17 Nov 2021

Families, minister respond to discovery of human remains in Pike River mine

8:32 pm on 17 November 2021

A turbulent mix of emotions are being felt as - just two days shy of the 11th anniversary of the Pike River mine disaster - human remains have been discovered.

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The Pike River mine site. Photo: Supplied / Pike River Recovery Agency

The news has left families in shock, while others have expressed anger and frustration at the process that has led to this point.

Police Detective Superintendent Peter Read called a surprise media conference in Christchurch this afternoon to annouce the discovery.

"Today police notified the families of the 29 victims of the Pike River mine tragedy that we've recovered some images from the boreholes that confirm two deaths, two bodies, with the possibility of a third body there as well," Read said.

The images, taken late last week, were from the furtherest reaches of the mine - as far from the entrance as they could be, he said.

"And it's not possible for us to recover them. While we've been unable to identify the remains, we're working with forensic experts to see what we can do to confirm the identities.

"Based on the investigation that we've done to date, we know that there's six to eight people that were working in that area."

One of the miners working in the area where remains were found was Dan Herk.

His dad Rowdy Durbridge said it was a shock.

"I'm still processing it all, but yeah, it's a good thing," he said today.

"It hurts, but it's a good thing. Even though you anticipate, you hope that they find bodies or parts, and in doing it and receiving the news, it's quite a shock."

Police have been investigating boreholes from the site as part of their criminal investigation into the tragedy, with the aim of proving or eliminating theories from the Royal Commission of Inquiry on what triggered the first explosion.

Anna Osborne, whose husband Milton died in the mine, said it was an emotional day.

"We fought for this. We fought really hard to get these boreholes done so that an investigation, a proper investigation, can take place," Osborne said.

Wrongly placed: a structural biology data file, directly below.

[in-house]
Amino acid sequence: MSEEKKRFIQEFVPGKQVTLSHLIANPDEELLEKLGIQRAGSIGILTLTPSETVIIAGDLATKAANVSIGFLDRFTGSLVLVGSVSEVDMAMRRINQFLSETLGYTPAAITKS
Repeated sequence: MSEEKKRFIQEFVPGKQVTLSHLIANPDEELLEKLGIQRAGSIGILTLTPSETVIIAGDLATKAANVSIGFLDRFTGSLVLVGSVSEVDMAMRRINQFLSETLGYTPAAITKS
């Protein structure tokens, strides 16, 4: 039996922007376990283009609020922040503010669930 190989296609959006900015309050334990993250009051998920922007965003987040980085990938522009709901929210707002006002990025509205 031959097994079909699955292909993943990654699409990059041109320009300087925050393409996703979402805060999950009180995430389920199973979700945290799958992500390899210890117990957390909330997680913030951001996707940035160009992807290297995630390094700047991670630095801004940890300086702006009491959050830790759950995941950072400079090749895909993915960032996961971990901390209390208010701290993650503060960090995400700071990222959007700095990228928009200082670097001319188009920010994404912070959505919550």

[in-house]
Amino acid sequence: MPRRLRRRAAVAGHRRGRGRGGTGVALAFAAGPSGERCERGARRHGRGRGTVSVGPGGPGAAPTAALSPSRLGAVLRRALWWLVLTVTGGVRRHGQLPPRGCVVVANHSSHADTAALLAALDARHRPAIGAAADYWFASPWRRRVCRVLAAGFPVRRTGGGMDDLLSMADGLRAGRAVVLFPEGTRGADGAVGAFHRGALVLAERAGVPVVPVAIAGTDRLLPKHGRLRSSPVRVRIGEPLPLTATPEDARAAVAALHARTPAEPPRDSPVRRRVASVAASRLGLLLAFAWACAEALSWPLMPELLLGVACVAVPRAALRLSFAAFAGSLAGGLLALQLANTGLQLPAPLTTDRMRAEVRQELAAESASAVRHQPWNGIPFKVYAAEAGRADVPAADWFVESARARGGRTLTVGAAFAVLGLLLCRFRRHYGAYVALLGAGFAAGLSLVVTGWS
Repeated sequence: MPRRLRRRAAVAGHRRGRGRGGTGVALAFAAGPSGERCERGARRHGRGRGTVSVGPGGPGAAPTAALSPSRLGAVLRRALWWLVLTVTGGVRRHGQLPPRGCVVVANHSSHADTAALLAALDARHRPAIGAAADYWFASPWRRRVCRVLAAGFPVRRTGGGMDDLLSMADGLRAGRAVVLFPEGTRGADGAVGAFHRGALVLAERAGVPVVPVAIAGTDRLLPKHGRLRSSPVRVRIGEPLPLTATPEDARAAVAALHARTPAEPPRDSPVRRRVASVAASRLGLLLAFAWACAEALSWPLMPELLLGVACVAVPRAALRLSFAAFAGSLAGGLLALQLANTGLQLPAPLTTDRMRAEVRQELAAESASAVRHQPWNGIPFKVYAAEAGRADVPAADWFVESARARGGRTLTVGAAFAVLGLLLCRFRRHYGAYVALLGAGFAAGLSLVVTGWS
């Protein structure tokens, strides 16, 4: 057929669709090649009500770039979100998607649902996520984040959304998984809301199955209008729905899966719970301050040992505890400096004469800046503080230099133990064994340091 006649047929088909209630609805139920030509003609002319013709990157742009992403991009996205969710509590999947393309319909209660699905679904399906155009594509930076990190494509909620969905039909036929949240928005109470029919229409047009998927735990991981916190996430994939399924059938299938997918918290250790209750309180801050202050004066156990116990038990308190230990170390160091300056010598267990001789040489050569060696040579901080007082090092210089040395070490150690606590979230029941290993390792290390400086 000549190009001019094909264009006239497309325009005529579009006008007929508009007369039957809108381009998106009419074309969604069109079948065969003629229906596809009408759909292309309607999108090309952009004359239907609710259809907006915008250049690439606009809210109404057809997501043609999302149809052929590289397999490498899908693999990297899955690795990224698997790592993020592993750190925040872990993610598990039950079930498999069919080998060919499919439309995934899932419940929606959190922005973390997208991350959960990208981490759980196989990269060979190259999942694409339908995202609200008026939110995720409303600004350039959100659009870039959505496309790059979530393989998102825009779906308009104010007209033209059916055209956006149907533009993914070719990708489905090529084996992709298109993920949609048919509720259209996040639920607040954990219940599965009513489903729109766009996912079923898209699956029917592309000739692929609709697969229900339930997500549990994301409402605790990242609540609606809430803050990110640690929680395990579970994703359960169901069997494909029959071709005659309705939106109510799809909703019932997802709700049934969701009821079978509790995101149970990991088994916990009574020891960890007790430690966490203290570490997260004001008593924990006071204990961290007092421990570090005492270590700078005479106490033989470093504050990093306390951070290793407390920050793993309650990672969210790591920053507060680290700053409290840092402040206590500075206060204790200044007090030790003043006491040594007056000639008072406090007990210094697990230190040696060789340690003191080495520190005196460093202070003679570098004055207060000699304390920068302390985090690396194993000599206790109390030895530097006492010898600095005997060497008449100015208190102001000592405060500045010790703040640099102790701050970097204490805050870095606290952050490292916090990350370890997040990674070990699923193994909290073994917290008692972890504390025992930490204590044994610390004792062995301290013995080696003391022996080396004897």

"Our men deserve that and we fought, we fought so hard, and for the police to be able to get the boreholes done and get these images, it's gold."

Minister Responsible for Pike River Re-entry Andrew Little said the findings would help that investigation.

But he doubted there was any chance of recovering the remains.

"Some family members wanted us to try to get through the roof fall, which is the least safe part of the mind site at the moment," he said.

"Even if we were able to get through that, it is highly unlikely we could physically have got that part of the mine anyway - that is the most remote part of the mine."

Read said better technology had helped the police investigation, 11 years on.

"The imagery is providing us new information and information that we would have not otherwise got, because we were never going to be able to go into that part of the mine.

"So, any information that we can get and the quality of the imagery is really, really good compared to what we've had before.

"So that is actually assisting us. It's been it's been really, really helpful."

It meant police were one step closer to a potential prosecution - something Durbridge said was crucial.

"We can't let 29 men go to work and get killed and let the people responsible for the area in which they worked in walk away unscathed," he said.

"With a bit of luck, it will help with the prosecution."

Read is travelling to the coast this evening to brief the families on the situation.

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